Worth the Drive
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Hikes, Fishing, Drives: Mono County's Unwinterlike Winter

It's usually the spot for skiing, but the weather says otherwise.

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Hikes, Fishing, Drives: Mono County's Unwinterlike Winter

Mono County

Take a scenic tool 'round Mono County in the middle of January? Yep, this warm winter is sure different.

USUALLY ABOUT JANUARY... a lot of Mono County is very flaky. Oh, we're not saying that it is undependable or can't be trusted to run an errand for you or meet you for lunch at the appointed time. We speak of the other type of "flaky" -- snowflakes. The gorgeous and wild Eastern Sierra stretch gets a lot of them around the start of winter, so much so that it is hard to throw a pole without knocking a skier's hat off his head. (Don't throw poles, by the way; best stick to snowballs.) But the coldest season is turning out a little bit differently for its 2013-2014 run. Make that a lot differently. Drought-like conditions across much of California, and few clouds, and not much precipitation, means that Mono County's typical January pursuits, recreation-wise, are less about lifts and snowboards and more about hiking boots and driving maps. Yep, the stuff you might do around the county in June or July is now doable in January. Want to hike? You can. Want to drive? That's good, too.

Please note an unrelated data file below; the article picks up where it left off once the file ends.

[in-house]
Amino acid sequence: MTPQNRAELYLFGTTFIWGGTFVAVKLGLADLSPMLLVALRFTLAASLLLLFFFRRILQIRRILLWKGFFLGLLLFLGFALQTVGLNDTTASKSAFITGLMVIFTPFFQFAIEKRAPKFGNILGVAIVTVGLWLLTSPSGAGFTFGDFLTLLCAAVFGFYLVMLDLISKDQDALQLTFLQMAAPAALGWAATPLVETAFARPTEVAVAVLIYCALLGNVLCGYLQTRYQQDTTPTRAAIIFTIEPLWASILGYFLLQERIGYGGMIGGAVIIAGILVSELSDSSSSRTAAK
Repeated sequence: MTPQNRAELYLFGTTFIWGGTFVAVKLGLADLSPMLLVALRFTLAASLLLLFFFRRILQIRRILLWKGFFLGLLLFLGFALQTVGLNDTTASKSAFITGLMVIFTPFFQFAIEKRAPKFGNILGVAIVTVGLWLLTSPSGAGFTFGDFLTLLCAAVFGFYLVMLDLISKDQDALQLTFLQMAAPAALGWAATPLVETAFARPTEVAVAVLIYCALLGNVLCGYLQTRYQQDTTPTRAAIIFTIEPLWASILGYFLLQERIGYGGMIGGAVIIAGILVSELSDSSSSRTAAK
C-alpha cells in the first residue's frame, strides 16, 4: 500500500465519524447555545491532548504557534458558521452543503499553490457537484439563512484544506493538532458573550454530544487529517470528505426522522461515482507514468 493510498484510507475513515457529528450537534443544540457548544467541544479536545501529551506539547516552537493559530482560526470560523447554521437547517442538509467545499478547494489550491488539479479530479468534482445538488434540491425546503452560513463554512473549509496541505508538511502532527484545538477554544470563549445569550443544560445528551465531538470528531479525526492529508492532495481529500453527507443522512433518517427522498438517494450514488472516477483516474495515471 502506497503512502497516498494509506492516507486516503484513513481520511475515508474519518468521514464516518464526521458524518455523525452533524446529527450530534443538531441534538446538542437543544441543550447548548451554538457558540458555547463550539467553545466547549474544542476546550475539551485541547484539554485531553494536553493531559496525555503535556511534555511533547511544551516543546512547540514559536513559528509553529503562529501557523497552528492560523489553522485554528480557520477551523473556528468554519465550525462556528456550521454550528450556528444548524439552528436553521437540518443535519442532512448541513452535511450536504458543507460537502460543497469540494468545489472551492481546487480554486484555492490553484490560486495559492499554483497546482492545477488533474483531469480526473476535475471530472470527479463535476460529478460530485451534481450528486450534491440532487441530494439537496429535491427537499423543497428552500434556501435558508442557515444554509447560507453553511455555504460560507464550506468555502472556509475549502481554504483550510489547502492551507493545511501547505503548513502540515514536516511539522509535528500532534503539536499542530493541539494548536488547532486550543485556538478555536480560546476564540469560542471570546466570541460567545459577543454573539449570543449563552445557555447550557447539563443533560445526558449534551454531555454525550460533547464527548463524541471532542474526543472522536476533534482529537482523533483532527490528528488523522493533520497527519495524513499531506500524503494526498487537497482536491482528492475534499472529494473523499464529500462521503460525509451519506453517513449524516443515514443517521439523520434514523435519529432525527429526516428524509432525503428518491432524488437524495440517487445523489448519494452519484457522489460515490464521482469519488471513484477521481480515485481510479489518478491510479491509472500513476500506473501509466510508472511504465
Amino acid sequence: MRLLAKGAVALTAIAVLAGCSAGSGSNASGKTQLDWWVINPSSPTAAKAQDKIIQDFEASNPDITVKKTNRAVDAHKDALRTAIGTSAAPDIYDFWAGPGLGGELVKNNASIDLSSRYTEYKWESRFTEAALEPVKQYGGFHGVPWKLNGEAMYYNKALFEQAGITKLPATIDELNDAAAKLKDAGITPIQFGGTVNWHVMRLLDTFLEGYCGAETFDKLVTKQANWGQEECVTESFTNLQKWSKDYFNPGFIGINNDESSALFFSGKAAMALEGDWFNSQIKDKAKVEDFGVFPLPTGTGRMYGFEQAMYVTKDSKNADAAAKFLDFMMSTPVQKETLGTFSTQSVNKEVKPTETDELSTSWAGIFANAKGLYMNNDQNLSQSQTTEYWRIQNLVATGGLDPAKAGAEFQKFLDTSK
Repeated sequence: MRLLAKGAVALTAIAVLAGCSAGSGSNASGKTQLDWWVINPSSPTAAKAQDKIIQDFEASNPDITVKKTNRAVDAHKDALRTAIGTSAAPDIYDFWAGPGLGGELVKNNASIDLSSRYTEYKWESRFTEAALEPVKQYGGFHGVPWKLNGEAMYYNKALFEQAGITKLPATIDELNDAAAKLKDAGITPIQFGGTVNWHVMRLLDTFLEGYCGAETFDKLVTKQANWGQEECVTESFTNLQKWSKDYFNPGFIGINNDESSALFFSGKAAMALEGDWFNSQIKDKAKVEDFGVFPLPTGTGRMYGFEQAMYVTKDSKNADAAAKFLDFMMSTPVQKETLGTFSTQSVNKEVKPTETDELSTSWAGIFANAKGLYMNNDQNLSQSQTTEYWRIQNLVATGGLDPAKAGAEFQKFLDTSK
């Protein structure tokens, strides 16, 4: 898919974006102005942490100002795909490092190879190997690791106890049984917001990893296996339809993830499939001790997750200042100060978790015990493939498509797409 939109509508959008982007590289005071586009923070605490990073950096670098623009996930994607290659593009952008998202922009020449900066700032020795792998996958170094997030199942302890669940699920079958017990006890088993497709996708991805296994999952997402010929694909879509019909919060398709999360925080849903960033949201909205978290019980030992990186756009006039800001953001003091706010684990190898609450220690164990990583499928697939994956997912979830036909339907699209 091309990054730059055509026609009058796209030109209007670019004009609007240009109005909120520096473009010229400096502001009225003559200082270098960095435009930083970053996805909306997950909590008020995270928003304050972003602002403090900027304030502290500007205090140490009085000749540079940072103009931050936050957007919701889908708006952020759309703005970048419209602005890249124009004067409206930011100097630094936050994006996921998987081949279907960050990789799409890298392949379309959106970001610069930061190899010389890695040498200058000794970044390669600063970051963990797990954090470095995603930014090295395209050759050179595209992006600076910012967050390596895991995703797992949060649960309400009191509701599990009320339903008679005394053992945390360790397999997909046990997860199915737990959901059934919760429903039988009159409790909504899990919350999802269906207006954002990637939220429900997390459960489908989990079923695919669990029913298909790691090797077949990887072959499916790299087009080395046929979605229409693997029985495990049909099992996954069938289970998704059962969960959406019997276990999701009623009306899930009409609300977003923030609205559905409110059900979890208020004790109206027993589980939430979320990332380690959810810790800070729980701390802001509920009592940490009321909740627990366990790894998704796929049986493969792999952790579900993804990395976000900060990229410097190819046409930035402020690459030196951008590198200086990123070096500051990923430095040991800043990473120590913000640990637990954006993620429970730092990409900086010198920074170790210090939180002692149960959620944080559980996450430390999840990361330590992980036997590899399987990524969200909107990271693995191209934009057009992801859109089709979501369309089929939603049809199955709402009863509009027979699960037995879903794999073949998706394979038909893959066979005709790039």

OF COURSE... there is snow in the Sierra, so don't pack your Hawaiian shirt just yet. Mammoth Mountain and June Lake are still very much open for business. But check it out: Fishing at the Upper Owens River has been "nothing short of spectacular," says Tom Loe of the Sierra Drifters, and Highway 158 -- that's the June Lake Loop -- is open "end-to-end." This could all change in the blink of an eye, or a welcome snow shower, so if you want to get a few summery pleasures in now, well, make that "now" as soon as possible. Weather as a way of changing in a lickety-split fashion in the mountains, as pretty much everyone knows. Still, though, it is strange to have a slice of summer in wintertime. But it isn't too summery; your drives and hikes'll still take you near "icy waterfalls" -- pretty -- and those quintessential snow-capped Sierra peaks.

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